Editorial Views  |   January 2018
A Primer for Diagnosing and Managing Malignant Hyperthermia Susceptibility
Author Notes
  • From the North American Malignant Hyperthermia Registry of the Malignant Hyperthermia Association of the United States, University of Pittsburgh Medical Center, Mercy Hospital, Pittsburgh, Pennsylvania.
  • Corresponding articles on pages 159 and 168.
    Corresponding articles on pages 159 and 168.×
  • Accepted for publication August 8, 2017.
    Accepted for publication August 8, 2017.×
  • Address correspondence to Dr. Larach: mlarach@gmail.com
Article Information
Editorial Views / Patient Safety
Editorial Views   |   January 2018
A Primer for Diagnosing and Managing Malignant Hyperthermia Susceptibility
Anesthesiology 1 2018, Vol.128, 8-10. doi:10.1097/ALN.0000000000001879
Anesthesiology 1 2018, Vol.128, 8-10. doi:10.1097/ALN.0000000000001879
IN this issue, Anesthesiology publishes two comprehensive articles on malignant hyperthermia (MH) susceptibility.1,2  Both highlight the relationship between an anesthetic-induced MH event due to dysregulated skeletal muscle Ca2+ homeostasis and an individual’s susceptibility to that event. Scientists currently believe that MH susceptibility arises from underlying abnormalities in the RYR1 (ryanodine receptor 1 on chromosome 19), the CACNA1S (calcium voltage-gated channel subunit α1 subunit S receptor on chromosome 1), and/or the STAC3 (SH3 and cysteine rich domain 3 protein on chromosome 12) genes.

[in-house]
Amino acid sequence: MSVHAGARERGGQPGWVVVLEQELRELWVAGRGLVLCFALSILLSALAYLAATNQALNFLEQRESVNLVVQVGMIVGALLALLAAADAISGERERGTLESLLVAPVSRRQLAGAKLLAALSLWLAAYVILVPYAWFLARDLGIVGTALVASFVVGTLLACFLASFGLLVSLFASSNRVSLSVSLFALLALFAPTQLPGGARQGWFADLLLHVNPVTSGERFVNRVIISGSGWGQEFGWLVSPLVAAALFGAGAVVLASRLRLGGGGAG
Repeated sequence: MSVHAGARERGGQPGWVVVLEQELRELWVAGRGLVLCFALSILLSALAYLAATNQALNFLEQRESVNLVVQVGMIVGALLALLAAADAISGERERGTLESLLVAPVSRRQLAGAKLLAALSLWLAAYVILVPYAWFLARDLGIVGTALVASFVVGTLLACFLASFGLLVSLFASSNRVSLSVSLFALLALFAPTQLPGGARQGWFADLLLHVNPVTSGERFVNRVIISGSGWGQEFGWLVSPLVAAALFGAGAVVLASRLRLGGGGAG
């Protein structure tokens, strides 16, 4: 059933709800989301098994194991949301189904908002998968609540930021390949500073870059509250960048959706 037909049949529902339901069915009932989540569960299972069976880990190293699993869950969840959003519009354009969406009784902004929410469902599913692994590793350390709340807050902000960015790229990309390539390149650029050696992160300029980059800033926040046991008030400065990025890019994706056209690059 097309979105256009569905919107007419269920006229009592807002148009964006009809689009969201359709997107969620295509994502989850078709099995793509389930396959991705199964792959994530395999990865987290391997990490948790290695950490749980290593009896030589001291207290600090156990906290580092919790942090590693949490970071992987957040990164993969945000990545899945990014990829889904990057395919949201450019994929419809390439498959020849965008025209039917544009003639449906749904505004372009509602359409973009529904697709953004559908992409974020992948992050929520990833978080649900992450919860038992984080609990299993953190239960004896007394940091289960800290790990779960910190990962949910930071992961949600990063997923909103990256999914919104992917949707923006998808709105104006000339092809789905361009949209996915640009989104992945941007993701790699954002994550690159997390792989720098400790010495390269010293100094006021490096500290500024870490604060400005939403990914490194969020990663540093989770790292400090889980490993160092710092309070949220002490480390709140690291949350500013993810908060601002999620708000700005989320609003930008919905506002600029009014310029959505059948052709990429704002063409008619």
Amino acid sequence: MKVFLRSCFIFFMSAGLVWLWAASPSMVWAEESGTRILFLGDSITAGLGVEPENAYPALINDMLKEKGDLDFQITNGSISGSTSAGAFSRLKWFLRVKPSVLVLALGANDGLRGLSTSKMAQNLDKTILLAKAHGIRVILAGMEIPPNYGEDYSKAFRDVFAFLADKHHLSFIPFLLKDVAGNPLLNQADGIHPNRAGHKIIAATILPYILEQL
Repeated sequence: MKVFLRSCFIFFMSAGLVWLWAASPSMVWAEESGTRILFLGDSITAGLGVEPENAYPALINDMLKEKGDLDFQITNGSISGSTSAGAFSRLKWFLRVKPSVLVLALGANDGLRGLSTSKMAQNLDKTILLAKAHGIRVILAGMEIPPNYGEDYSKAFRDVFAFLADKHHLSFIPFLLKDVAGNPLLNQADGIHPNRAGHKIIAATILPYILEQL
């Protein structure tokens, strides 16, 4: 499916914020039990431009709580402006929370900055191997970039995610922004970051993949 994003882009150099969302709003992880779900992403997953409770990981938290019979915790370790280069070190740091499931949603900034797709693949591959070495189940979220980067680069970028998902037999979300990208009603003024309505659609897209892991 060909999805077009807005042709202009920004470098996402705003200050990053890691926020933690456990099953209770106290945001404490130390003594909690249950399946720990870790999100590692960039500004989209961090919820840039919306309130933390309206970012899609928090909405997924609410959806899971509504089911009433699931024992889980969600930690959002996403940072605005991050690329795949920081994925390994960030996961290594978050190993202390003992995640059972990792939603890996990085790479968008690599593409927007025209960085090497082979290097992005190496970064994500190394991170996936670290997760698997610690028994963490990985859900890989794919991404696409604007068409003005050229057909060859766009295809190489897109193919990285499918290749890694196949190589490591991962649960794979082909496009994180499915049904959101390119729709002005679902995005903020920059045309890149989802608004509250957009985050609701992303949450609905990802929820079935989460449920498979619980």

How are abnormalities in three different chromosomes linked to MH susceptibility? Current research suggests that the RYR1 variants associated with MH susceptibility are missense changes that alter the ryanodine receptor with gain-of-function mutations. These mutations increase calcium release from the skeletal muscle sarcoplasmic reticulum into the cytoplasm. CACNA1S variants suppress the calcium voltage-gated channel’s regulatory effect on RYR1, similarly causing increased calcium flux through the receptor. STAC3 “chaperone” proteins are required to correctly locate the calcium voltage-gated receptor within the skeletal muscle channel.3  Mutated STAC3 receptors increase the amount of calcium released in response to caffeine (an RYR1 agonist) and increase the amount of calcium stored within the sarcoplasmic reticulum.4  Figure 1 in Litman et al.1  depicts the interaction among these receptors and proteins in the skeletal muscle excitation-contraction coupling complex.
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